A week of rains has sent the Rappahannock River over its banks in the Fredericksburg, Virginia area. I can’t help but think of Brig. Gen. George Stoneman. One-hundred and fifty-one years ago, Stoneman, in charge of the Federal cavalry, was charged with raiding toward Richmond in an attempt to threaten Confederate supply lines.
But the rain came, and the river rose, and the Federal cavalry was stalled before it over got started.
I think, too, of the criticism Maj. Gen. Ambrose Burnside has suffered in the postwar years because he refused to wade his men across the Rappahannock in November of 1862. He lacked pontoons to make the crossing, but some of his subordinates noted that the river was shallow enough to wade across. He refused, citing worries that the river might flood. It didn’t–and so he’s been pooh-poohed for his decision.
But it could have. And as this week’s flooding reminds us, the consequences would have been devastating for any part of the Federal army trapped on the south bank of the river with no supplies, no artillery, and no chance of reinforcements. Burnside didn’t have weather radar to let him know what the forecast was, either, so he had to play it safe. Armchair generals today can criticize all they want, but Burnside made the responsible decision.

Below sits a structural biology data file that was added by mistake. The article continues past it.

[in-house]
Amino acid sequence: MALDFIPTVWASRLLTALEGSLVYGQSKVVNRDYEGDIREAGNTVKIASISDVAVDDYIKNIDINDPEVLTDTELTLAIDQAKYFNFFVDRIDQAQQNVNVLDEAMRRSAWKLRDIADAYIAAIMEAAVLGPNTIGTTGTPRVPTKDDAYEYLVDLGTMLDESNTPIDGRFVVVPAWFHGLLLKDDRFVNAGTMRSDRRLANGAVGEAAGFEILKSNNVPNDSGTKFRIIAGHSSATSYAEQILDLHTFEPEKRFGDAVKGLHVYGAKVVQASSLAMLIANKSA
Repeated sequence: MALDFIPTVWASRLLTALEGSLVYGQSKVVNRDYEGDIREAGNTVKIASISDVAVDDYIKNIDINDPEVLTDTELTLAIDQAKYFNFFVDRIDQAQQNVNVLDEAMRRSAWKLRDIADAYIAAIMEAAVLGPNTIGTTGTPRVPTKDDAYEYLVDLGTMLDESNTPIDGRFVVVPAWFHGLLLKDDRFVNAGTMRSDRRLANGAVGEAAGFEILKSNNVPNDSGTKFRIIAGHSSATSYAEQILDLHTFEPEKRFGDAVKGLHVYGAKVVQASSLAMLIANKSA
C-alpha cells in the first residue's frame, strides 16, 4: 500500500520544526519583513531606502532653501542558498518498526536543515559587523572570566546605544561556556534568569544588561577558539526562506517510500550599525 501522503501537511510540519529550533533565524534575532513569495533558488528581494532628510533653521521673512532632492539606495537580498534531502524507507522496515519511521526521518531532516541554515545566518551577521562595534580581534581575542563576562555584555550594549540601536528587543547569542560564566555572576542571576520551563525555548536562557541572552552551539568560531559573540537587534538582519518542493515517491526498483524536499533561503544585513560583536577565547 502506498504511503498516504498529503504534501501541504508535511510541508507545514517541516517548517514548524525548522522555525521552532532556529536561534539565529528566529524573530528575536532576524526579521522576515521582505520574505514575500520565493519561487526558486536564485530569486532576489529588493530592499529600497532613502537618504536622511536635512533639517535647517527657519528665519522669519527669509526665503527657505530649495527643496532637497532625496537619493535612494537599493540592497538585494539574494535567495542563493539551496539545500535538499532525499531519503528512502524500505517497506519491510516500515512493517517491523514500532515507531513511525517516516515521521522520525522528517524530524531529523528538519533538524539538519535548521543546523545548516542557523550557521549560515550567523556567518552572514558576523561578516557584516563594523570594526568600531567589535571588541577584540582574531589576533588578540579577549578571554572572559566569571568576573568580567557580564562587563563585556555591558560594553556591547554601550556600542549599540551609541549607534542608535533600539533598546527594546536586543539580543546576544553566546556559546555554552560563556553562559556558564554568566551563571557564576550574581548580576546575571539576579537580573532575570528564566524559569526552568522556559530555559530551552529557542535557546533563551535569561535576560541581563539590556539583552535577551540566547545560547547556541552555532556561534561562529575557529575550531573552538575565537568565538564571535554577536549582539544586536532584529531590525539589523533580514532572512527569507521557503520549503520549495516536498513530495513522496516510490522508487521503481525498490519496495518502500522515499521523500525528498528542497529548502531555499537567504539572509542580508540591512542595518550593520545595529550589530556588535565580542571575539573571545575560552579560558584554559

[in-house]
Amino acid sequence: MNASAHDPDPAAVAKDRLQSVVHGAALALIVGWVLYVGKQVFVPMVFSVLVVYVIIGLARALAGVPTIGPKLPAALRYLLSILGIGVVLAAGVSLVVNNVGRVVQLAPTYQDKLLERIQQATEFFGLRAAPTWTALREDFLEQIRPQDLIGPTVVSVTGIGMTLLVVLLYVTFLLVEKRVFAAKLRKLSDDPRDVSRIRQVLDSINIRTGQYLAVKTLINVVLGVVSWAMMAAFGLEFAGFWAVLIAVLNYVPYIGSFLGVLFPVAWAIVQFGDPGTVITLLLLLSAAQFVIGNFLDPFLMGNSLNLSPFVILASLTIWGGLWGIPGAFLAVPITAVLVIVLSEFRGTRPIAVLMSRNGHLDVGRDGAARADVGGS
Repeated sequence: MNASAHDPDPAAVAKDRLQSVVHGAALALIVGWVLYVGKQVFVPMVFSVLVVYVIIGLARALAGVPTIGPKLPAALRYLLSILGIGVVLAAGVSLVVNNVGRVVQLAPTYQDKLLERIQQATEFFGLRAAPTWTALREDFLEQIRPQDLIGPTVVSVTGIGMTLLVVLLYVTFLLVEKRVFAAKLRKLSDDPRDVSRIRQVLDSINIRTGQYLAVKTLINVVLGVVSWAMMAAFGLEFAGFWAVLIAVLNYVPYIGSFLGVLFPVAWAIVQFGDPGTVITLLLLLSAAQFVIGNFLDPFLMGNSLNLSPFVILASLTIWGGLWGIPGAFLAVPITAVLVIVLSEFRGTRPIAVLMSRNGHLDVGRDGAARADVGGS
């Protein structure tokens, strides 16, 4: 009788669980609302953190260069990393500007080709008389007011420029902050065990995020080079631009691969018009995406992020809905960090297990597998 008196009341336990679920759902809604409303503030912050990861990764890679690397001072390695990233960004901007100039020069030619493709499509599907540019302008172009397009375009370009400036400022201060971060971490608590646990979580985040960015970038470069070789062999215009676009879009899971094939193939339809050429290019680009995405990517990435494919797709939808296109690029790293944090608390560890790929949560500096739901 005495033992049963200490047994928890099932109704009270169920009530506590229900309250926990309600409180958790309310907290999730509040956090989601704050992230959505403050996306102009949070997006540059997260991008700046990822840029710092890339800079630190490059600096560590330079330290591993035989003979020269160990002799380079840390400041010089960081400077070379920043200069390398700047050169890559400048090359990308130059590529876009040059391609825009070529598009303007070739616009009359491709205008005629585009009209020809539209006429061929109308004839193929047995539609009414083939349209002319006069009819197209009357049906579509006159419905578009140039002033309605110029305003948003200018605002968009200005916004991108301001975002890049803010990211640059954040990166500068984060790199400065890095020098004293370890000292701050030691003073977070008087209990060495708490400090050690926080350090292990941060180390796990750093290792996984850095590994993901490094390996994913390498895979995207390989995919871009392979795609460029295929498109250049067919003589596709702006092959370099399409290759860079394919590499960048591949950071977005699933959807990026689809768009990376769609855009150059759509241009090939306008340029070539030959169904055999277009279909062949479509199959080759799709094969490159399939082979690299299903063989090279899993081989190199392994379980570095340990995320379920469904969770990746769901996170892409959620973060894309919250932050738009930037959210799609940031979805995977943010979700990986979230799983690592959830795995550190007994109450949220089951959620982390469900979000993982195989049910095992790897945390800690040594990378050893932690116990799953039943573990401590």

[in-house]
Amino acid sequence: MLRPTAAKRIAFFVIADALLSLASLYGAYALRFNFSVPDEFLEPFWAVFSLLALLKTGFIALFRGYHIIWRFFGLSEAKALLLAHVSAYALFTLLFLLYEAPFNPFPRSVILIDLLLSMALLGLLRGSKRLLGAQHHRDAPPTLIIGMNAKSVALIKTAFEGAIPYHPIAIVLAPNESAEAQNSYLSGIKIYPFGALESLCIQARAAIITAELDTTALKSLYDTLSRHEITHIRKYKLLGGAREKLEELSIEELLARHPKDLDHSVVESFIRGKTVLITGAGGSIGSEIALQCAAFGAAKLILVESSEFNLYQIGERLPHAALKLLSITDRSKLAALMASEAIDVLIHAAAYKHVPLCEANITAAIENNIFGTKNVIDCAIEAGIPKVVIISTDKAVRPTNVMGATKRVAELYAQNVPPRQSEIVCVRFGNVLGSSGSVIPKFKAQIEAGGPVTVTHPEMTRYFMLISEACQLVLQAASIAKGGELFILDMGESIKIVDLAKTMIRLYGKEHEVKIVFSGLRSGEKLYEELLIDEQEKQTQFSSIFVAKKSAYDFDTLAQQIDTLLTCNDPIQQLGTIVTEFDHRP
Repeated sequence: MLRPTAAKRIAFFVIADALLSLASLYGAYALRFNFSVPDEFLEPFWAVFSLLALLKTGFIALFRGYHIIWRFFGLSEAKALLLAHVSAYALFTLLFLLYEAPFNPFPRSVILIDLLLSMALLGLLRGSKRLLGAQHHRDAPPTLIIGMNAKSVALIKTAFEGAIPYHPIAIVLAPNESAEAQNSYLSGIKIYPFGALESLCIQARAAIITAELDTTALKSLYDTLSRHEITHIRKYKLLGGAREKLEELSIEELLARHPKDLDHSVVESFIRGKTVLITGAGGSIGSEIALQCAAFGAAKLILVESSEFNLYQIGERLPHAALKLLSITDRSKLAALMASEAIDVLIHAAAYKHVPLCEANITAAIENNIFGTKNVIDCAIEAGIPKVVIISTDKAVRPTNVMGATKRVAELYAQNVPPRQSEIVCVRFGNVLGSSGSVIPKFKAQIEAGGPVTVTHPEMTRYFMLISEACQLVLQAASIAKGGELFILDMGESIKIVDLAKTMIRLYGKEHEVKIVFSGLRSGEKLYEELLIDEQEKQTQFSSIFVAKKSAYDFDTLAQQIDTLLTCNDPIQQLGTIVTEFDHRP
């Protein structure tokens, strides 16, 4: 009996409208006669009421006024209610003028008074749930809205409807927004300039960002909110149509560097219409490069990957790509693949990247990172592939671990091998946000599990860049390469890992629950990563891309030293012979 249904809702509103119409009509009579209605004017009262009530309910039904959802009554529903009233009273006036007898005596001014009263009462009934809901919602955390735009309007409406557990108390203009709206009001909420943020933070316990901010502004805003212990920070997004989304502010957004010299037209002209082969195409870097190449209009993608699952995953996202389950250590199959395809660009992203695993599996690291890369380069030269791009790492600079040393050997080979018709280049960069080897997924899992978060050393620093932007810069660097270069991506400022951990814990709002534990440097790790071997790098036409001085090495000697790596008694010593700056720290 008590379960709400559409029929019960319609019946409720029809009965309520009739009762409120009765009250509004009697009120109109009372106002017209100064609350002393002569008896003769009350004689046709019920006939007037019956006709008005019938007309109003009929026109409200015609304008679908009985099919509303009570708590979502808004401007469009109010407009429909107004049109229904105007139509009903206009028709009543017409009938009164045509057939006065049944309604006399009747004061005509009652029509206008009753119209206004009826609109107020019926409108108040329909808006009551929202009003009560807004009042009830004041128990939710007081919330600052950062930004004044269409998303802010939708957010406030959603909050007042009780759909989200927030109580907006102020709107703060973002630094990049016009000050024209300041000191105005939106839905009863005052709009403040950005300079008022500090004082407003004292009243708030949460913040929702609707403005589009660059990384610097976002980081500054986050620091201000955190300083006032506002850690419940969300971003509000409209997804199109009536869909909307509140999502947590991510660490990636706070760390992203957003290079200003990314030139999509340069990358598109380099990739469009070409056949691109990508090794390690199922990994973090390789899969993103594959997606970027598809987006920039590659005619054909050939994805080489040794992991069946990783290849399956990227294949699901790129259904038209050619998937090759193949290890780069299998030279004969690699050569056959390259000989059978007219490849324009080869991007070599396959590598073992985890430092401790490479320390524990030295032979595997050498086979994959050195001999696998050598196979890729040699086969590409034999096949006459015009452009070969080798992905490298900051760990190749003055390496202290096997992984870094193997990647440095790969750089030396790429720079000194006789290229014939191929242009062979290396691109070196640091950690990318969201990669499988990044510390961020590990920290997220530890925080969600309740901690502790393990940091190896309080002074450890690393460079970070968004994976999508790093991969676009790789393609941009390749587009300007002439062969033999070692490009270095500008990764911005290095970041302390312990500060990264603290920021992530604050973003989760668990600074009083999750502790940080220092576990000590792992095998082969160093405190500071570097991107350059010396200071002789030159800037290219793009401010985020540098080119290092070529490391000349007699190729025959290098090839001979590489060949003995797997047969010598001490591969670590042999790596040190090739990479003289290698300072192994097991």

Burnside and Stoneman certainly hold their fair share of culpability for their respective failures in December 1862 and May 1863, respectively, but anyone detractors who heap scorn on them because of the river had best take a good look at the photos from this week’s news. Our ability to cross rivers at a whim thanks to modern engineering makes it easy to forget how hard–and how dangerous–it used to be.
If you don’t believe me, take a look at the flooding.